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Tipping in Paris - hotel housekeeping/concierge, etc.

Tipping in Paris - hotel housekeeping/concierge, etc.

Old Dec 28th, 2005, 03:17 PM
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Tipping in Paris - hotel housekeeping/concierge, etc.

What is the protocol in Paris for tipping these people? One woman who works at the front desk has been particularly helpful. She's answered all my emails very promptly, made 7 nights of dinner reservations for us, etc.

Taxi drivers? I've heard to round up a euro or two from the fare. What about tipping for a longer trip, as from CDG to the city center?

Finally, restaurants: I *can't* find the "right" answer to this... Some people say tips are not expected, but an extra few euros are appreciated for good service. Some people say 5%, others 10 or even 15% as we do back home (!). What would you give for "fair" service? For good? Obvoiusly, for truly outstanding service, I'd tip quite nicely.

Thanks so much for any advice,
Tara

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Old Dec 28th, 2005, 03:21 PM
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You don't need to tip in restaurants, as a service charge is included in the bill--and our French friends don't add anything extra. But often people leave the small change in a café or a tip of 5 Euros or so in a restaurant for really good service.

I usually tip around 10 to 20 Euros if someone at the hotel's front desk has made a number of dinner reservations, but you certainly don't need to tip for answering e-mails.

For taxi drivers, figure about 10%, including airport trips.
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Old Dec 28th, 2005, 03:29 PM
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Restaurants include the tip in the price of the meal. (Most menus will also indicate that - somewhere.)

However, that isn't to say you can't add something if the service is exceptional.

Tipping housekeeping and the concierge is normally not included in the price of your stay. It is normally acceptable to tip the housekeeping 1 to 2 euros per day - more if more are in the room.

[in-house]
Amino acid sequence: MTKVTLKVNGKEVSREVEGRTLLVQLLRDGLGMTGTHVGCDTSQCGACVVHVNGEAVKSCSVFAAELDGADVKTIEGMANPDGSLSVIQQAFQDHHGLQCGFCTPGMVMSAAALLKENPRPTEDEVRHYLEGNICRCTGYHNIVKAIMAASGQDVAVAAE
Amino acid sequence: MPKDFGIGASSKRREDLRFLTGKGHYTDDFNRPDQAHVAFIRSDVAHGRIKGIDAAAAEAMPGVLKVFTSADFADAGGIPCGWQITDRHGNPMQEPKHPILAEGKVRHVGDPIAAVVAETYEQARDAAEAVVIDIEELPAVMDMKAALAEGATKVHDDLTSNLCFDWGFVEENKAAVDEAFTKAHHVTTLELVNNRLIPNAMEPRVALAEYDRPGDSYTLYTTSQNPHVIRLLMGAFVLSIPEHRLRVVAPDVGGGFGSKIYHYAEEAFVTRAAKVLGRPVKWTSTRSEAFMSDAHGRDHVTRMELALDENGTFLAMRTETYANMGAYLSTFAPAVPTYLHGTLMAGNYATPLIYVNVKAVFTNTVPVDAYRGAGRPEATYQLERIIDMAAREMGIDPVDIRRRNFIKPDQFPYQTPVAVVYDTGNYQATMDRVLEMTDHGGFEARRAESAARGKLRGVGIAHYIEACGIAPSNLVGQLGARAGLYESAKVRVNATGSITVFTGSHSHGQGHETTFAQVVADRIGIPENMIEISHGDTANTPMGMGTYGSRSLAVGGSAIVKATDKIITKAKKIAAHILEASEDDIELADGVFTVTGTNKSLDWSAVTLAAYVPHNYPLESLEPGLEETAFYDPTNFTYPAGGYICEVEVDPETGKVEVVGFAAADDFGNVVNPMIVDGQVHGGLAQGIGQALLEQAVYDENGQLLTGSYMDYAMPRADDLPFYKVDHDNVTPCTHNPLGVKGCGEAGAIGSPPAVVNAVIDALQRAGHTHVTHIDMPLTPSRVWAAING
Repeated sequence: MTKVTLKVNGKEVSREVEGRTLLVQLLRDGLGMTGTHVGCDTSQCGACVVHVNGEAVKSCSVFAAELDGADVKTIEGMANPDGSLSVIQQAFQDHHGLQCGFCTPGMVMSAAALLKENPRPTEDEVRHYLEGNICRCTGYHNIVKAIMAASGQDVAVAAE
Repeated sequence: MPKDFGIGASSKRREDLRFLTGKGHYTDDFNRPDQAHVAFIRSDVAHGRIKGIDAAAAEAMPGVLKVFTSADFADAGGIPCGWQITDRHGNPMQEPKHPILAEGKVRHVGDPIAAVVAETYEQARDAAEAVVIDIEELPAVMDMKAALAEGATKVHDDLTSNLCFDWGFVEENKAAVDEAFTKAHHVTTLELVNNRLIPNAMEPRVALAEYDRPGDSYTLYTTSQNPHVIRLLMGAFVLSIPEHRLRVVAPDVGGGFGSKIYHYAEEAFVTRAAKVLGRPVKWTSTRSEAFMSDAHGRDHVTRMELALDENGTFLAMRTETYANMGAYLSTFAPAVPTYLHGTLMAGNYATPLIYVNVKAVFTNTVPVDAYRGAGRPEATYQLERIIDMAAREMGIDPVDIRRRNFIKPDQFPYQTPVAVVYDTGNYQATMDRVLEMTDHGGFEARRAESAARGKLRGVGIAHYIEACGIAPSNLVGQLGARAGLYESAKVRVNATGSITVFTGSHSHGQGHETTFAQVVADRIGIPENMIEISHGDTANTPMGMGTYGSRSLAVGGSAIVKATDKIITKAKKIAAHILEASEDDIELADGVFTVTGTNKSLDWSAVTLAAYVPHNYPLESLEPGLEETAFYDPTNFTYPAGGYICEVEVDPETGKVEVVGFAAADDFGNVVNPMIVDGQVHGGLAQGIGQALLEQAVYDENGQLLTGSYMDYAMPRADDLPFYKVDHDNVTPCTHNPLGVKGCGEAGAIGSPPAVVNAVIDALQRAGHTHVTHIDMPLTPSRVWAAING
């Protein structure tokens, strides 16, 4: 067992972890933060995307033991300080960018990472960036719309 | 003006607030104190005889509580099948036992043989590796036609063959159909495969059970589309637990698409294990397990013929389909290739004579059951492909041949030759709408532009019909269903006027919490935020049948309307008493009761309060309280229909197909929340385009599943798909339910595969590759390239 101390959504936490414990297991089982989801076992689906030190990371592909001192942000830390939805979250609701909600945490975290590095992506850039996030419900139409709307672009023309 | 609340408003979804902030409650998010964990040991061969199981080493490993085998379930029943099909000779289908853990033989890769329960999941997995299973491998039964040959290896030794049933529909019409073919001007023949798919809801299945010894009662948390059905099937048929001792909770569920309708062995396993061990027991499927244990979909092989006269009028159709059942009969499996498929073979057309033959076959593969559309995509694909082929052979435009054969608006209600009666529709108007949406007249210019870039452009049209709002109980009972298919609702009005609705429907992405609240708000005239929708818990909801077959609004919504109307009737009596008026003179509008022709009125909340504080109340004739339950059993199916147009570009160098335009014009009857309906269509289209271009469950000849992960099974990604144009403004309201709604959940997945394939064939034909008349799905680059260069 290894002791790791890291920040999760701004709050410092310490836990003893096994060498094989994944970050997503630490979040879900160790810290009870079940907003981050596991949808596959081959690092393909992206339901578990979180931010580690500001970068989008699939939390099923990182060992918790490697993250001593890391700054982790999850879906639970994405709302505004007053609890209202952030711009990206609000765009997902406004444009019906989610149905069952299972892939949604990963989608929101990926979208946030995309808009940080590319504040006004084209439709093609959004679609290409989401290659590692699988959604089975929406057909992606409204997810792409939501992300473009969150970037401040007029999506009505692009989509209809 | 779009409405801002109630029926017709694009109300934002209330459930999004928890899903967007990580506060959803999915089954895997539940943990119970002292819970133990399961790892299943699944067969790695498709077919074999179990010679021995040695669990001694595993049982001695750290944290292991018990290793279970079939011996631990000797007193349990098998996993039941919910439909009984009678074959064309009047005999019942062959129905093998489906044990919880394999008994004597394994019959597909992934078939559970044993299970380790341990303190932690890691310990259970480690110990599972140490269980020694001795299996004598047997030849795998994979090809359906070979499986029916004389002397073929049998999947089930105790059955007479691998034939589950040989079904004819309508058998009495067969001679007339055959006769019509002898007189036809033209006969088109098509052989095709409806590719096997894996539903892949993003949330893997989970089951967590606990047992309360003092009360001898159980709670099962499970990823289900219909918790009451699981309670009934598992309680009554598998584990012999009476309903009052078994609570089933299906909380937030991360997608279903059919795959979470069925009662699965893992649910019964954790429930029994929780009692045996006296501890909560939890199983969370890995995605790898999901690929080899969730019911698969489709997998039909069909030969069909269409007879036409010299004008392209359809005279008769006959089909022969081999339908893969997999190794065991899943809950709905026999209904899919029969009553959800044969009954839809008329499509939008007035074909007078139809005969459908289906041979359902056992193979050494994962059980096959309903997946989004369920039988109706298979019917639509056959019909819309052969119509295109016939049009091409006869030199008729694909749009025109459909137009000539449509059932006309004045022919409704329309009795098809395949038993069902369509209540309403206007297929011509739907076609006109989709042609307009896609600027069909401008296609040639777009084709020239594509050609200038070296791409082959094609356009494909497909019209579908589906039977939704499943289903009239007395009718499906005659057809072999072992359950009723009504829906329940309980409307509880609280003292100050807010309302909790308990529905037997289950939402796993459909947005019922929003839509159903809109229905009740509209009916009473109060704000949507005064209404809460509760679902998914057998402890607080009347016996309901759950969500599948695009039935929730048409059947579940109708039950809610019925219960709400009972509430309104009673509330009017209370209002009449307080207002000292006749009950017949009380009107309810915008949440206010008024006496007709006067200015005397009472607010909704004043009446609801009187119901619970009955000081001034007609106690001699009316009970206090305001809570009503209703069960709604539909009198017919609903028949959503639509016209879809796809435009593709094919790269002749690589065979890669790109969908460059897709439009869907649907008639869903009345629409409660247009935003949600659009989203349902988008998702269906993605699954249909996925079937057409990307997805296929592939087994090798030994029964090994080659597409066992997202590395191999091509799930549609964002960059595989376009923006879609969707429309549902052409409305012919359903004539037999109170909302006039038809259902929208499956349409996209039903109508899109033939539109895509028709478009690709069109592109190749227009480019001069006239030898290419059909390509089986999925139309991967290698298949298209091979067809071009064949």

The person at the front desk should be tipped in a similar manner - each time you request something extra to be done.
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Old Dec 28th, 2005, 03:34 PM
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Service is included in the restaurant bill -- but a tip is not. If you ask a waiter if the tip is included, he will say no because the tip is voluntary while service charge is mandatory.
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Old Dec 28th, 2005, 03:48 PM
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So would it be acceptable to wait until the last night of our stay and leave the tip for the housekeeper in an envelope in the room, or should I leave it each day? I imagine I'd want to do the same for the lady at the front desk... wait until the *end* of the trip and leave her a nice thank-you note with a tip in a sealed envelope at the front desk -- rather than doing it each time I request something, since I haven't even left on the trip yet, and she's been great.

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Old Dec 28th, 2005, 04:12 PM
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Now I'm confused. It seems to me that there are three reasons one may add something extra to the bill:

(a) because the worker in question is paid so poorly that they need tips to pay the rent - in other words, the employer has shifted much of the burden of paying his or her employee to individual customers, but at their discretion. This applies primarily in the United States, or so I thought.

(b) as a gesture of appreciation for service above and beyond the call of duty, usually by someone who isn't on a high wage; this is practiced in many, but not all, countries, but even in the United States is not extended to all service industry staff (e.g., it excludes shop assistants).

(c) because the money is being extorted from the customer in the form of a compulsory "service charge" and allows the proprietor to quote a deceptively lower price on the menu or tariff sheet.

Now, a Parisian hotel maid could only fall into category (a). But does she? In other words, is she excluded from statutory minimum wage laws designed to guarantee workers a living wage?

And while I seldom stay in hotels employing such exotica, aren't concierges employed for the very purpose of (inter alia) making dinner reservations for guests? In which case, are they also reliant on tips to pay the rent?

I'm genuinely interested in answers to these questions. I don't see any point in giving away "free money", as the Chinese would have it, but I'm not a skinflint either. And I do believe in the "when in Rome" principle.
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Old Dec 28th, 2005, 04:25 PM
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We had a situation at the hotel we stayed in Paris (Henri IV) with a particularly helpful woman at the front desk who made and/or re-confirmed dinner reservations and booked our airport shuttle. We left her 20E upon departure and she seemed thrilled.
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Old Dec 28th, 2005, 05:19 PM
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I have read from other posters that they have tipped the housekeeping staff in their Rome hotel daily (left a little something on the pillow because they liked to tip) and were "rewarded" with extra toiletries, chocolates. I personally have not tipped US hotel housekeeping staff (except once when the entire stay in a suite was comped), but I was wondering about doing it on this trip. We usually tip the concierge at a resort, if they have made multiple dinner reservations or performed some other extra form of service on our behalf.